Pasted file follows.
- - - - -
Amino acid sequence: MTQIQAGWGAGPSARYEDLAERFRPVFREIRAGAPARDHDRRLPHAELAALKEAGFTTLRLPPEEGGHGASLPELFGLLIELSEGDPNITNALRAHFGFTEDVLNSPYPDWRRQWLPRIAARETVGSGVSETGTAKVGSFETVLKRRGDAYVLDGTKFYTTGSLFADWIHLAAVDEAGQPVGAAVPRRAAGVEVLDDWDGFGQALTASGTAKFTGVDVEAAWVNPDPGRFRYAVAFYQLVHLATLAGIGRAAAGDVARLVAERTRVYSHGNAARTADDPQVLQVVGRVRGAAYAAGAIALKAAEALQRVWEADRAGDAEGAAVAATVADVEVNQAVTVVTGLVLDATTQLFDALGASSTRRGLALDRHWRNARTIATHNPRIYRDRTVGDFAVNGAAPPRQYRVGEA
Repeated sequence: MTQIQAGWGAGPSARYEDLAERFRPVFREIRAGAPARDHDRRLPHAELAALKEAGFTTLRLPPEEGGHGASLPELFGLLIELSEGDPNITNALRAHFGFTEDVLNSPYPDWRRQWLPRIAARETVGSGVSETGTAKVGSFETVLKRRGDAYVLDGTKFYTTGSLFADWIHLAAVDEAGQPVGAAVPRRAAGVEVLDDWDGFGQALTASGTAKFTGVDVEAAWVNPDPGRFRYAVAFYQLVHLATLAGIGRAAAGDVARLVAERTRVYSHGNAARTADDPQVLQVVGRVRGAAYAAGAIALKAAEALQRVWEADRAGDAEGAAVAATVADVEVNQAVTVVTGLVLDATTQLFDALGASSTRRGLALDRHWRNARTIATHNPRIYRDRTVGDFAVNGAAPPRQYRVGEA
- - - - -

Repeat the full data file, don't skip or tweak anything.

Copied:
Amino acid sequence: MTQIQAGWGAGPSARYEDLAERFRPVFREIRAGAPARDHDRRLPHAELAALKEAGFTTLRLPPEEGGHGASLPELFGLLIELSEGDPNITNALRAHFGFTEDVLNSPYPDWRRQWLPRIAARETVGSGVSETGTAKVGSFETVLKRRGDAYVLDGTKFYTTGSLFADWIHLAAVDEAGQPVGAAVPRRAAGVEVLDDWDGFGQALTASGTAKFTGVDVEAAWVNPDPGRFRYAVAFYQLVHLATLAGIGRAAAGDVARLVAERTRVYSHGNAARTADDPQVLQVVGRVRGAAYAAGAIALKAAEALQRVWEADRAGDAEGAAVAATVADVEVNQAVTVVTGLVLDATTQLFDALGASSTRRGLALDRHWRNARTIATHNPRIYRDRTVGDFAVNGAAPPRQYRVGEA
Repeated sequence: MTQIQAGWGAGPSARYEDLAERFRPVFREIRAGAPARDHDRRLPHAELAALKEAGFTTLRLPPEEGGHGASLPELFGLLIELSEGDPNITNALRAHFGFTEDVLNSPYPDWRRQWLPRIAARETVGSGVSETGTAKVGSFETVLKRRGDAYVLDGTKFYTTGSLFADWIHLAAVDEAGQPVGAAVPRRAAGVEVLDDWDGFGQALTASGTAKFTGVDVEAAWVNPDPGRFRYAVAFYQLVHLATLAGIGRAAAGDVARLVAERTRVYSHGNAARTADDPQVLQVVGRVRGAAYAAGAIALKAAEALQRVWEADRAGDAEGAAVAATVADVEVNQAVTVVTGLVLDATTQLFDALGASSTRRGLALDRHWRNARTIATHNPRIYRDRTVGDFAVNGAAPPRQYRVGEA